Unisex public toilets on college campuses

Recently, there has been a growing trend on college campuses in the US to establish unisex public toilets. Many campuses are renaming existing restrooms and toilets in order to be more inclusive. According to a study by the University of Massachusetts, there are over 150 college campuses across the US that are creating gender-neutral restrooms. Safety concerns have prompted many colleges to take action to implement non-gendered bathrooms.[clarification needed] Activists, who are trying to get more unisex restrooms on college campuses, hope that everyone, not just gendered individuals, can feel safe.[9][clarification needed]

Research by the University of Massachusetts comments on the need for gender neutral restrooms and the issue of safety. It says that certain people feel threatened using facilities that do not adhere to their gender identity, and this can become an issue when students are harassed by their peers. The University states that this is more of an issue in restrooms that are designated for male use than those that are designated for female use.[10]

According to a research article by Olga Gershenson of the University of Massachusetts Amherst, restrooms have always been an issue for one group or another. First, women around the world petitioned for the right to their own facilities; next were racial minorities in the US during the time of segregation. After this fight, people with disabilities raised the issue to get fully equipped facilities. That fight ended with changes to building codes to make washroom more accessible. Now the issue concerns transgender and other gender variant people.[11]

See also


  1. ^ a b "Brighton Council to open 'gender neutral' public toilets as it 'phases out male and female lavatories'". The Daily Mail. Retrieved 20 December 2014. 
  2. ^ a b Judd, Amy. "Vancouver Park Board votes to install gender-neutral washrooms". Global News. Retrieved 20 December 2014.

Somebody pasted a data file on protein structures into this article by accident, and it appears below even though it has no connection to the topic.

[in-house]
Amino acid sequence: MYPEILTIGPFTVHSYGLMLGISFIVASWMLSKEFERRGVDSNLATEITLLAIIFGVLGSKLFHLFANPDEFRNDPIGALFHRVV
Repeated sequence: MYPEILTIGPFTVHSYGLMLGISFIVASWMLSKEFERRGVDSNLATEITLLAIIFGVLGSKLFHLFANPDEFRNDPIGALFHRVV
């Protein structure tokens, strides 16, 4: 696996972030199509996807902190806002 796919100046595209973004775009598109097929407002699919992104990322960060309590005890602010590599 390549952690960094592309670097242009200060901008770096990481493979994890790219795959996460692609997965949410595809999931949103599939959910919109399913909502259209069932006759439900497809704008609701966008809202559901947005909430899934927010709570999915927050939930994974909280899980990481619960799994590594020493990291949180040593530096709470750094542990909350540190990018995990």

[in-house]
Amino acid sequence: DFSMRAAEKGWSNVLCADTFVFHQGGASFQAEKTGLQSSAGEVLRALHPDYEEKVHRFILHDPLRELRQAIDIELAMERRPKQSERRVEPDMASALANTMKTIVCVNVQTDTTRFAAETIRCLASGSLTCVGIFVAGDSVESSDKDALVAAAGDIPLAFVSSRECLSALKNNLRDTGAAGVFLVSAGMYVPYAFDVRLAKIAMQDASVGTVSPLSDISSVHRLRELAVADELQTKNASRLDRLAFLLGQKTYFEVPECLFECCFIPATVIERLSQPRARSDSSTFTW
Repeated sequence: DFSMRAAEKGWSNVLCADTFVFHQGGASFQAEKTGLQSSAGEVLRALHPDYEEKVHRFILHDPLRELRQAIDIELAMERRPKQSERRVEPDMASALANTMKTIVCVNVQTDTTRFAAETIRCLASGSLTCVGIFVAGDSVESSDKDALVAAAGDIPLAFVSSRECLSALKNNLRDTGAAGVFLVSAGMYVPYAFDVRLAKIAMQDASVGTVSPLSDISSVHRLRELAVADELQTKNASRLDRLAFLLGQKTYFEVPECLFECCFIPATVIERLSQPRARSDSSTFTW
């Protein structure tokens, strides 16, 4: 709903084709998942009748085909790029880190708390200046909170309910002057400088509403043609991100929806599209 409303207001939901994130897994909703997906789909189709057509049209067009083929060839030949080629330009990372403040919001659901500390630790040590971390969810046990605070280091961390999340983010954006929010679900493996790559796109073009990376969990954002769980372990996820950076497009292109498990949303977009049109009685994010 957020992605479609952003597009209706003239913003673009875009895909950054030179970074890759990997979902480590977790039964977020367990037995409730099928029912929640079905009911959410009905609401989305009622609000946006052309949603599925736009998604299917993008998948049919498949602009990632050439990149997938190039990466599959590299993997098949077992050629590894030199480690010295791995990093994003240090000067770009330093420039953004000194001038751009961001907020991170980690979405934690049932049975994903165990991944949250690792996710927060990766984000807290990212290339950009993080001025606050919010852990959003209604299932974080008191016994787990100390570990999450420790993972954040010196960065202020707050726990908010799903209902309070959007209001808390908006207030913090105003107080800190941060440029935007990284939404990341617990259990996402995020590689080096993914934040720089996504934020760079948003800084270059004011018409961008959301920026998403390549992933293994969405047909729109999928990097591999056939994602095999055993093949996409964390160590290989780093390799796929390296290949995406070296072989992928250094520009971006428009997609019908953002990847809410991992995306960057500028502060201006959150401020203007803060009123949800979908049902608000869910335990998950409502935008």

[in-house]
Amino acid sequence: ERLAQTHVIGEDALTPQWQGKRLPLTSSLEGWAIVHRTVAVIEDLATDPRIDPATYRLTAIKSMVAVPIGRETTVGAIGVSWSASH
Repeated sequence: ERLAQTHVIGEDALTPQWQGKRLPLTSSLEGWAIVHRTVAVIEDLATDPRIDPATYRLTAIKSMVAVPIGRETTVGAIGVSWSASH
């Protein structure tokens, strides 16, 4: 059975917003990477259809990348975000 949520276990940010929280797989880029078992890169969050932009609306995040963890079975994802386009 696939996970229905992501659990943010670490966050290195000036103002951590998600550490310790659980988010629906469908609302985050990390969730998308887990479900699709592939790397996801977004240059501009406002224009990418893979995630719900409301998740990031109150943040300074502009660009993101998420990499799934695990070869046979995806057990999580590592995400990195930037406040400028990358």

3. ^ a b Judd, Amy. "Vancouver Park Board asking for input on universal washrooms and signage". Global News. Retrieved 20 December 2014. 
  4. ^ Roberts, Rachel. "Unisex toilets in schools should be avoided at all costs". The Independent. Retrieved 20 December 2014. 
  5. ^ a b "Mass. moves on ‘unisex’ restrooms for transgender students". Word News, via the Washington Times. Retrieved 20 December 2014. 
  6. ^ a b Chasmar, Jessica. "Mass. moves on ‘unisex’ restrooms for transgender students". The Washington Times. Retrieved 20 December 2014. 
  7. ^ a b "Gender-Neutral Washrooms". Dalhousie University. Retrieved 20 December 2014. 
  8. ^ Brown, Patricia Leigh. "A Quest for a Restroom That's Neither Men's Room Nor Women's Room". The New York Times. Retrieved 20 December 2014. 
  9. ^ Bellware, Kim. "Gender-Neutral Bathrooms Are Quietly Becoming The New Thing At Colleges". The Huffington Post. Retrieved 20 December 2014. 
  10. ^ Beemyn, Genny. "Gender-Neutral Restrooms" (PDF). Stonewall Center, University of Massachusetts. Retrieved 20 December 2014. 
  11. ^ Gershenson, Olga. "January 2010 The Restroom Revolution: Unisex toilets and campus politics". University of Massachusetts - Amherst.